The EU Still Has No Fiscal Backstop For Banking Crises

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The Banking Union in the Eurozone is incomplete without its third pillar, namely a common Deposits Guarantee. And the Single Resolution Fund, with 55 billion euros is also incomplete, still in its infancy. Countries like Spain have not yet approved the Treasury line for this mechanism which would bail out banks when their own funds, or the bail-in, are exhausted. Within the EU it is being discussed how to set up a fiscal backstop, a barrier of public money to be used in times of crisis, not just to help out a bank.

Amongst the ideas being considered is the creation of a common unemployment insurance which would complement state contributions, covering or reducing part of the one-off cost of the crisis.

Implementing these measures implies greater economic integration in the Eurozone, strengthening Fiscal Union. Frank Smets, advisor to ECB President Mario Draghi  laments the fact that “the appetite for advancing with further integration of fiscal policies is not at its best.” A process which has been halted for months despite the agreement surrounding the Five Presidents Report, which proposes deeper European monetary union.

Exactly seven years ago, November 11 2009, the then Economic Commissioner Joaquín Almunia acknowledged that Greece “was a threat to the whole of the Eurozone,” after confirming the country’s deficit would swell to 12.7% of GDP. The Banking Union has been constructed to avoid bailouts like Greece’s three or, particularly, Ireland’s, which was fuelled by the failure of the country’s big banks.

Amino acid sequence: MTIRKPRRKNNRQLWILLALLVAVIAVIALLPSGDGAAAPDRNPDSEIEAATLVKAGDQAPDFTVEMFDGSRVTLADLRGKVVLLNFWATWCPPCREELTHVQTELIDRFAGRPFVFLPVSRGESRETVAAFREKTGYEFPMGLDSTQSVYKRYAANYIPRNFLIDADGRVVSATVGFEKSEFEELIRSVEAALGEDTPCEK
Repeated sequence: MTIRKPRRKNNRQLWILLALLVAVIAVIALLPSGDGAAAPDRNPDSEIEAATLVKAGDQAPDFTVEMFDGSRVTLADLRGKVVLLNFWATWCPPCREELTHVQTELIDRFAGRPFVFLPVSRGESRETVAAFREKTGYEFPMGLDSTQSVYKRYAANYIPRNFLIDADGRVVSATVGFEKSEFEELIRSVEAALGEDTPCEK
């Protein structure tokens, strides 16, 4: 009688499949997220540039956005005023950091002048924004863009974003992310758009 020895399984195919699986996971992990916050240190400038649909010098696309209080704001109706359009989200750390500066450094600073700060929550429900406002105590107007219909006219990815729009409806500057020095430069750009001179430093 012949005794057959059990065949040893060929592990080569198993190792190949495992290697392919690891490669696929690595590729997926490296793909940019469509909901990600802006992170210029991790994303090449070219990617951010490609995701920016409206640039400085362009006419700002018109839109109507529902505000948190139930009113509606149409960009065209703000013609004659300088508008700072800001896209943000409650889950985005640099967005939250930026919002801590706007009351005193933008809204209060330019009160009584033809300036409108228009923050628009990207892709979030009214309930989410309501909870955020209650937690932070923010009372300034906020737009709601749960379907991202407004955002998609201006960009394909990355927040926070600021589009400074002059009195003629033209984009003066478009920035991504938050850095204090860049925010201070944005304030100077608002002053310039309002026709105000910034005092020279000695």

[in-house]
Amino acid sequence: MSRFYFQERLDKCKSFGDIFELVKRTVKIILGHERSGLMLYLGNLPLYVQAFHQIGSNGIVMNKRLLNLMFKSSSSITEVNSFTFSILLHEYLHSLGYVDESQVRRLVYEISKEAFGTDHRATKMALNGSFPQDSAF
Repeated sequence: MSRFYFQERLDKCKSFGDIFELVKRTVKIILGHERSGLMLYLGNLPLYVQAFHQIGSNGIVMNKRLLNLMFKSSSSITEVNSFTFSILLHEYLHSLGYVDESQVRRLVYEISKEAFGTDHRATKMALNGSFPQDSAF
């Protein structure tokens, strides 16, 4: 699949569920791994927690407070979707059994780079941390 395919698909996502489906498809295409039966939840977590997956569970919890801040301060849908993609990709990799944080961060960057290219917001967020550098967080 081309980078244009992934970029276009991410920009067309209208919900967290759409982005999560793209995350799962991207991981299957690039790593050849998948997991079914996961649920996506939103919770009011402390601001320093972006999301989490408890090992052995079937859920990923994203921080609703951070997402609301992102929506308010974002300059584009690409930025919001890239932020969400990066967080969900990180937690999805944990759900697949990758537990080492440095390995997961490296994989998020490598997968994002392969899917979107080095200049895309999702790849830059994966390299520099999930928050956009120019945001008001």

This architecture is accompanied by the ECB’s Quatitative Easing. And still Brussel got cold shivers again this autumn because of the problems of Deutsche Bank, the biggest systemic bank in Germany.

Economists like Pia Hüttl y Dirk Schoenmaker in Brussels calculate the potential fiscal cost to the eurozone of recapitalising their main systemic banks at between 4% and 12% of GDP. The US, China or Japan would indeed be capable of “offering believable fiscal backstops” for its big lenders.

Hüttl and Schoenmaker believe The European Stability Mechanism (ESM) could be used “as a fiscal backstop for recapitalising the important systemic banks directly within the Banking Union” in the face of a serious crisis. A “last resort, after all the bail-in mechanisms have been exhausted” to be used to maximum capacity.

The ESM would become a European fund with liquidity to help countries in difficulties or to bail out banks.

“Something has to been done to convert the ESM into a kind of management tool for a crisis,” Smets explains. The same day as the Eurogroup met, Draghi’s advisor acknowledged in Brussels that “probably something more will have to be done to turn it into, let’s say, what we could call a European Monetary Fund which can respond in a simpler way to these crises.”

This option is know about in Brussels but it would imply making changes to the EU Treaty to include the ESM as a community institution. At the moment it is only an inter-governmental agreement. But the EU is affected by the political bottle-neck of euroscepticism, fuelled by the economic crisis. And there is a lack of appetite on the continent for getting involved in an integration which should precisely help avoid fresh crises.

About the Author

Alexandre Mato
Alexandre Mato covers European affairs from Brussels. Former Editor in-chief of Cierre de Mercados, he was the first ever editor on Spanish TV appointed under the age of 30. He has a degree in Journalism and a postgraduate in International Relations, both from Universidad Complutense de Madrid.